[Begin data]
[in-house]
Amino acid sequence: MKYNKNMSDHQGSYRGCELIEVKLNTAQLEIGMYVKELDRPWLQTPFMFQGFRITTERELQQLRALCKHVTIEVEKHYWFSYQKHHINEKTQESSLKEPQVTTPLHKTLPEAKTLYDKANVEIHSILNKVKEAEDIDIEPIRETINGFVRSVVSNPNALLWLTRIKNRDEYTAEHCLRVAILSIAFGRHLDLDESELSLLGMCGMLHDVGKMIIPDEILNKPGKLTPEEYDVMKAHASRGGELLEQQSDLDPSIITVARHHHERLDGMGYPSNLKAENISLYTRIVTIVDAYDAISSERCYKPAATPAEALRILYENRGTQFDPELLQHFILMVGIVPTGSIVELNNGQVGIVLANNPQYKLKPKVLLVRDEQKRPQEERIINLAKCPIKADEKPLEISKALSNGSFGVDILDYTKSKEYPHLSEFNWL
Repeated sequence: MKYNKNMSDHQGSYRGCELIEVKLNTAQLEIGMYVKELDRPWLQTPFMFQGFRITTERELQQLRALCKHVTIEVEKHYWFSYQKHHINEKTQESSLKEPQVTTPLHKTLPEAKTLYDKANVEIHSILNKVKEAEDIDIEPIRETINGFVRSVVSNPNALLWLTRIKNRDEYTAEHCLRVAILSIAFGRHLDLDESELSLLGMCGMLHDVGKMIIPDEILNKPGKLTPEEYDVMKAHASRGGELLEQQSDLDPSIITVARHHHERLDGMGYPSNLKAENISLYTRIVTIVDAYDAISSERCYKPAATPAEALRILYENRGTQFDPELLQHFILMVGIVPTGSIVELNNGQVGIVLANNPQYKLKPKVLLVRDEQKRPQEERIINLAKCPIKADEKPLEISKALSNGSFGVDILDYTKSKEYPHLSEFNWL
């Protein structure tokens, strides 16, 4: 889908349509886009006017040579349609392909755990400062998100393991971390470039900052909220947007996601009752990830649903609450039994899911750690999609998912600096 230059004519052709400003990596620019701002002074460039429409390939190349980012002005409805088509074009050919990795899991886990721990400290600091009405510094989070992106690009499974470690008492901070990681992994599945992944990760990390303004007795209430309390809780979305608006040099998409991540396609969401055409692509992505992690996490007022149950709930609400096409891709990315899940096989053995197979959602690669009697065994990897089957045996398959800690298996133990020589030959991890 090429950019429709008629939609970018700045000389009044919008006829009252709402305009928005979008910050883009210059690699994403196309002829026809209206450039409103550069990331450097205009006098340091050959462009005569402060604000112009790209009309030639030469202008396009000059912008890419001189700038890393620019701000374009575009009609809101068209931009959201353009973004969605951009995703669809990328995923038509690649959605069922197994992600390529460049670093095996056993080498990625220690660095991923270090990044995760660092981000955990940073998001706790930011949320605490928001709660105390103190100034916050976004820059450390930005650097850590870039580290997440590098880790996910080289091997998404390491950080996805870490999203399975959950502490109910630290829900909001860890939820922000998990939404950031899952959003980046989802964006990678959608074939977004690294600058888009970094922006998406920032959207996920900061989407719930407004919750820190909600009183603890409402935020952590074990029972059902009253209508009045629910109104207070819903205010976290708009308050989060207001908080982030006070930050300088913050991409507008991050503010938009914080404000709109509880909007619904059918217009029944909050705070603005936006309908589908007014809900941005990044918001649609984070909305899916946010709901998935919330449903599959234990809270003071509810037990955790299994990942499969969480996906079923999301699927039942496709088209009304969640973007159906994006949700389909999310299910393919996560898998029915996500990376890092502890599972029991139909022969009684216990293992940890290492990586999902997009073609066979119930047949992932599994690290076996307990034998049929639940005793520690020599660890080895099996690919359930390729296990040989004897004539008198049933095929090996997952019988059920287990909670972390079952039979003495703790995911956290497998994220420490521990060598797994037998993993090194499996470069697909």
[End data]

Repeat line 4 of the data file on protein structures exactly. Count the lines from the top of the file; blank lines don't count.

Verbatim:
């Protein structure tokens, strides 16, 4: 889908349509886009006017040579349609392909755990400062998100393991971390470039900052909220947007996601009752990830649903609450039994899911750690999609998912600096 230059004519052709400003990596620019701002002074460039429409390939190349980012002005409805088509074009050919990795899991886990721990400290600091009405510094989070992106690009499974470690008492901070990681992994599945992944990760990390303004007795209430309390809780979305608006040099998409991540396609969401055409692509992505992690996490007022149950709930609400096409891709990315899940096989053995197979959602690669009697065994990897089957045996398959800690298996133990020589030959991890 090429950019429709008629939609970018700045000389009044919008006829009252709402305009928005979008910050883009210059690699994403196309002829026809209206450039409103550069990331450097205009006098340091050959462009005569402060604000112009790209009309030639030469202008396009000059912008890419001189700038890393620019701000374009575009009609809101068209931009959201353009973004969605951009995703669809990328995923038509690649959605069922197994992600390529460049670093095996056993080498990625220690660095991923270090990044995760660092981000955990940073998001706790930011949320605490928001709660105390103190100034916050976004820059450390930005650097850590870039580290997440590098880790996910080289091997998404390491950080996805870490999203399975959950502490109910630290829900909001860890939820922000998990939404950031899952959003980046989802964006990678959608074939977004690294600058888009970094922006998406920032959207996920900061989407719930407004919750820190909600009183603890409402935020952590074990029972059902009253209508009045629910109104207070819903205010976290708009308050989060207001908080982030006070930050300088913050991409507008991050503010938009914080404000709109509880909007619904059918217009029944909050705070603005936006309908589908007014809900941005990044918001649609984070909305899916946010709901998935919330449903599959234990809270003071509810037990955790299994990942499969969480996906079923999301699927039942496709088209009304969640973007159906994006949700389909999310299910393919996560898998029915996500990376890092502890599972029991139909022969009684216990293992940890290492990586999902997009073609066979119930047949992932599994690290076996307990034998049929639940005793520690020599660890080895099996690919359930390729296990040989004897004539008198049933095929090996997952019988059920287990909670972390079952039979003495703790995911956290497998994220420490521990060598797994037998993993090194499996470069697909």